There’s really no good way to get into this, other than to rip the band-aid straight off: The last few weeks, Tarrant County has struggled to control the coronavirus pandemic worse than anywhere in Texas.
On Wednesday, its two-week new case count for COVID-19 was 35,515, the highest number in the state. It had been at about 38,000 two days earlier and marked a rise from around 17,000 in late December. Its new case rate of 17.6 per 1,000 population on Wednesday was nearly double the state’s rate of 9.7, and higher than any large Texas county. (Harris County was at 6.7). Even Los Angeles County, seen as a national epicenter for spread — and so troubling that its Rose Bowl football game was moved to Arlington — has fared better. Its cases per 1,000 for the last two weeks was 15.7.
Elected officials have dismissed the potential danger of case counts and focused on hospitalizations, but those rates have also been troubling. On Jan. 1, the same day AT&T Stadium hosted the Rose Bowl, 99% of adult ICU beds in Tarrant County were occupied. It was the highest share throughout the pandemic and the peak of a steady rise from levels that hovered around 80% in the early fall. (Of total county hospital beds, about 85% have been occupied in recent days.) As the state reels from its highest COVID hospitalization levels yet, Tarrant County is a clear driving force. It represented 11% of Texas’ total hospitalizations on Monday, despite having just 7% of the state’s residents. More populous Dallas County, also facing a surge in infections and record hospitalizations, has consistently had about 300 fewer daily hospitalized COVID patients than Tarrant over the last week.
Deaths have risen, too. Lately, Tarrant County has been seeing around 15 to 30 coronavirus deaths per day. As of Wednesday, its population-adjusted daily average death rate for the last seven days was about 40% higher than Dallas’ and all of Texas’.
The pandemic has affected the state’s big metros with differing levels of severity through the last 10 months, but Tarrant County’s last couple of weeks have been as bad as the worst weeks of any of the top five most populous counties. Harris County, at an infection peak in late July, was seeing case counts around 15 per 1,000 population and about 30 to 40 deaths per day, a comparable rate to Tarrant County now, adjusted for population. Other than much smaller communities, only Hidalgo and El Paso counties, roughly half the size of Tarrant, have reported substantially higher infection and death rates than what Tarrant County is seeing now.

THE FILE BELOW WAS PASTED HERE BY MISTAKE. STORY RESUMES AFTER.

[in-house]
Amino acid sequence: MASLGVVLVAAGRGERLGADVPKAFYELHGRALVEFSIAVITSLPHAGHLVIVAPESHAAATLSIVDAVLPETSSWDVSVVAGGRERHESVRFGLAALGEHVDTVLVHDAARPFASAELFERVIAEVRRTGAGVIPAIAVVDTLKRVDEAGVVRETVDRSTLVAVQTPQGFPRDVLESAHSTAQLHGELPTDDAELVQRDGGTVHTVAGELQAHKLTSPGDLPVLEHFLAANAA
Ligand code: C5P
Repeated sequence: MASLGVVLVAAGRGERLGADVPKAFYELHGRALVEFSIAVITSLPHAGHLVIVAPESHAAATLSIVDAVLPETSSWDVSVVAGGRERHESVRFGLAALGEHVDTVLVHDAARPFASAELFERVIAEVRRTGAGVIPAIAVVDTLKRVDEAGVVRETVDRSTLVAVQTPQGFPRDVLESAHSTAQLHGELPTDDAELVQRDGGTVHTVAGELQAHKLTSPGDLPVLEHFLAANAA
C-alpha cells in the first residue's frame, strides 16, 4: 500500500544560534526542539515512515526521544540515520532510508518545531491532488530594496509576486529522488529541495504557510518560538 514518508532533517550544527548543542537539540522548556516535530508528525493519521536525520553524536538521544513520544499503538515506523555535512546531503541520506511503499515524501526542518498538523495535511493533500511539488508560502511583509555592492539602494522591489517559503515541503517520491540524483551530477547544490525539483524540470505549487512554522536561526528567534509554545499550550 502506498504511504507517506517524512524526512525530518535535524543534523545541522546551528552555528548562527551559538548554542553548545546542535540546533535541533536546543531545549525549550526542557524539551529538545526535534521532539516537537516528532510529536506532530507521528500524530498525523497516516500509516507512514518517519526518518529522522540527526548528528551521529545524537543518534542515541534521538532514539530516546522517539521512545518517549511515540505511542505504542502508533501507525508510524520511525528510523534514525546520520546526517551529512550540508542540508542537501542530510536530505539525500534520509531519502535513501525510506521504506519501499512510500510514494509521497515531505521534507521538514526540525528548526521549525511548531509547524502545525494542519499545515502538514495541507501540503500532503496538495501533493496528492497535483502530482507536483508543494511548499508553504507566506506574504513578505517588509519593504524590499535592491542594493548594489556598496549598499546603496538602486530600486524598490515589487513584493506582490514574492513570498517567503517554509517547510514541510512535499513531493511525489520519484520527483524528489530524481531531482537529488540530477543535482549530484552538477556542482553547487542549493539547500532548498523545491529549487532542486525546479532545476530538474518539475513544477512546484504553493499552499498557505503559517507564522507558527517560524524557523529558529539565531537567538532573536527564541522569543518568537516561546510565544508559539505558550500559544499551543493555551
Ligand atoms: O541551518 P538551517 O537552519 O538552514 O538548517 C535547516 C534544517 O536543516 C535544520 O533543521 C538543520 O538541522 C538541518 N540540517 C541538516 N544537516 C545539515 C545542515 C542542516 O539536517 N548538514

“Tarrant County managed to get lucky and managed to escape and basically the chickens have come home to roost, unfortunately,” said Benjamin Neuman, a professor of biology and chief virologist at Texas A&M who has closely observed COVID’s spread throughout the state. “That’s the thing with viruses and protecting against viruses. If you don’t wear a mask for one day sometimes you can get away with it. If you don’t wear a mask every day, it catches up with you.”
From the outset of the pandemic, Neuman noted, Tarrant County was a step behind in instituting measures for mitigating the disease. It also didn’t help that various officials in Tarrant County, most prominently in Colleyville, pushed back against restrictions.
Although Gov. Greg Abbott removed most powers for handling COVID from local governments, Tarrant has lagged in precautions and messaging that are routine elsewhere. Harris County and Dallas County, for instance, opted to keep bars closed in the fall, while Tarrant County opened them until rising hospitalization rates forced a shutdown in December. Because most bars used a loophole to stay open as restaurants the decision had no practical effect, but it was indicative of wider messaging. Cities like San Antonio and counties like Harris, Dallas and Travis have publicized rating systems that educate the public on the severity of COVID’s spread and the actions they should be taking; Tarrant County doesn’t have one. (The city of Fort Worth doesn’t either, although the city and Mayor Betsy Price have promoted mask wearing.) Tarrant County did, however, send a text message alert ahead of Thanksgiving to discourage gatherings, a warning it hasn’t used since.
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SOURCE: Fort Worth Star Telegram, Mark Dent